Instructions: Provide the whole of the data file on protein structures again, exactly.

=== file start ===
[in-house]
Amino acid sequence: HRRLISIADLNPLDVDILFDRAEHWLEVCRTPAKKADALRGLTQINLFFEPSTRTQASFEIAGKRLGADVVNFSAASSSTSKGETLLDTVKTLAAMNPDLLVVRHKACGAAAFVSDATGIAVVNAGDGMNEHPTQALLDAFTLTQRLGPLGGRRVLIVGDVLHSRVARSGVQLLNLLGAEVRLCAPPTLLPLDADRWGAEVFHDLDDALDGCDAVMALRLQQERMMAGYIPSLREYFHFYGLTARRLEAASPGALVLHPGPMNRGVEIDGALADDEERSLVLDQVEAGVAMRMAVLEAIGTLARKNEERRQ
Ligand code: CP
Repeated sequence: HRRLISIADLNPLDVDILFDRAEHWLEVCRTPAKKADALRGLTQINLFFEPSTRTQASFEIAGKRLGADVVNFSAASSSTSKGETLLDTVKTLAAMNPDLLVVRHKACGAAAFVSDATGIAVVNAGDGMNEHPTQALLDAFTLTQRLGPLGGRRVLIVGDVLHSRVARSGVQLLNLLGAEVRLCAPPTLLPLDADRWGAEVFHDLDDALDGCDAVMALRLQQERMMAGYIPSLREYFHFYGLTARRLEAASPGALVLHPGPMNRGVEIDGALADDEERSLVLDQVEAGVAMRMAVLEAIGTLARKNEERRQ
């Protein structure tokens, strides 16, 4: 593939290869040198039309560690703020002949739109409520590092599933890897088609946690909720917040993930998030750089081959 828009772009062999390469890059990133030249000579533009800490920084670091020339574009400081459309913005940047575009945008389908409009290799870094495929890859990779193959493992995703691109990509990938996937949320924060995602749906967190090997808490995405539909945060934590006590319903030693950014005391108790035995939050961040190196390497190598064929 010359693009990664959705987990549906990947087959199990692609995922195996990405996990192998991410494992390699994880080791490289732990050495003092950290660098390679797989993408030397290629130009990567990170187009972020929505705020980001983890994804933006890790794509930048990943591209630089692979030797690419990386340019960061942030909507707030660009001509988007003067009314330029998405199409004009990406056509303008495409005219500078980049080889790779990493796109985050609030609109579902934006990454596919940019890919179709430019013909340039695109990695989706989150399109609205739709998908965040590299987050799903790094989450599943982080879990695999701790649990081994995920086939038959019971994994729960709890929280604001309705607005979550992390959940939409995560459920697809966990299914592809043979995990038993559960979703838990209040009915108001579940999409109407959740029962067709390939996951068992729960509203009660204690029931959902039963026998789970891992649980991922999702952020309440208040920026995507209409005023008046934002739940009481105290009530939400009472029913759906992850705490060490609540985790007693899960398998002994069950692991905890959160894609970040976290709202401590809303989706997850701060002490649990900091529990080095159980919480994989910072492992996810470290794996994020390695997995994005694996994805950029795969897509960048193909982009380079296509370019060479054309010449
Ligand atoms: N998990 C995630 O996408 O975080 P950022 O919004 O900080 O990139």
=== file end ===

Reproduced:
[in-house]
Amino acid sequence: HRRLISIADLNPLDVDILFDRAEHWLEVCRTPAKKADALRGLTQINLFFEPSTRTQASFEIAGKRLGADVVNFSAASSSTSKGETLLDTVKTLAAMNPDLLVVRHKACGAAAFVSDATGIAVVNAGDGMNEHPTQALLDAFTLTQRLGPLGGRRVLIVGDVLHSRVARSGVQLLNLLGAEVRLCAPPTLLPLDADRWGAEVFHDLDDALDGCDAVMALRLQQERMMAGYIPSLREYFHFYGLTARRLEAASPGALVLHPGPMNRGVEIDGALADDEERSLVLDQVEAGVAMRMAVLEAIGTLARKNEERRQ
Ligand code: CP
Repeated sequence: HRRLISIADLNPLDVDILFDRAEHWLEVCRTPAKKADALRGLTQINLFFEPSTRTQASFEIAGKRLGADVVNFSAASSSTSKGETLLDTVKTLAAMNPDLLVVRHKACGAAAFVSDATGIAVVNAGDGMNEHPTQALLDAFTLTQRLGPLGGRRVLIVGDVLHSRVARSGVQLLNLLGAEVRLCAPPTLLPLDADRWGAEVFHDLDDALDGCDAVMALRLQQERMMAGYIPSLREYFHFYGLTARRLEAASPGALVLHPGPMNRGVEIDGALADDEERSLVLDQVEAGVAMRMAVLEAIGTLARKNEERRQ
């Protein structure tokens, strides 16, 4: 593939290869040198039309560690703020002949739109409520590092599933890897088609946690909720917040993930998030750089081959 828009772009062999390469890059990133030249000579533009800490920084670091020339574009400081459309913005940047575009945008389908409009290799870094495929890859990779193959493992995703691109990509990938996937949320924060995602749906967190090997808490995405539909945060934590006590319903030693950014005391108790035995939050961040190196390497190598064929 010359693009990664959705987990549906990947087959199990692609995922195996990405996990192998991410494992390699994880080791490289732990050495003092950290660098390679797989993408030397290629130009990567990170187009972020929505705020980001983890994804933006890790794509930048990943591209630089692979030797690419990386340019960061942030909507707030660009001509988007003067009314330029998405199409004009990406056509303008495409005219500078980049080889790779990493796109985050609030609109579902934006990454596919940019890919179709430019013909340039695109990695989706989150399109609205739709998908965040590299987050799903790094989450599943982080879990695999701790649990081994995920086939038959019971994994729960709890929280604001309705607005979550992390959940939409995560459920697809966990299914592809043979995990038993559960979703838990209040009915108001579940999409109407959740029962067709390939996951068992729960509203009660204690029931959902039963026998789970891992649980991922999702952020309440208040920026995507209409005023008046934002739940009481105290009530939400009472029913759906992850705490060490609540985790007693899960398998002994069950692991905890959160894609970040976290709202401590809303989706997850701060002490649990900091529990080095159980919480994989910072492992996810470290794996994020390695997995994005694996994805950029795969897509960048193909982009380079296509370019060479054309010449
Ligand atoms: N998990 C995630 O996408 O975080 P950022 O919004 O900080 O990139």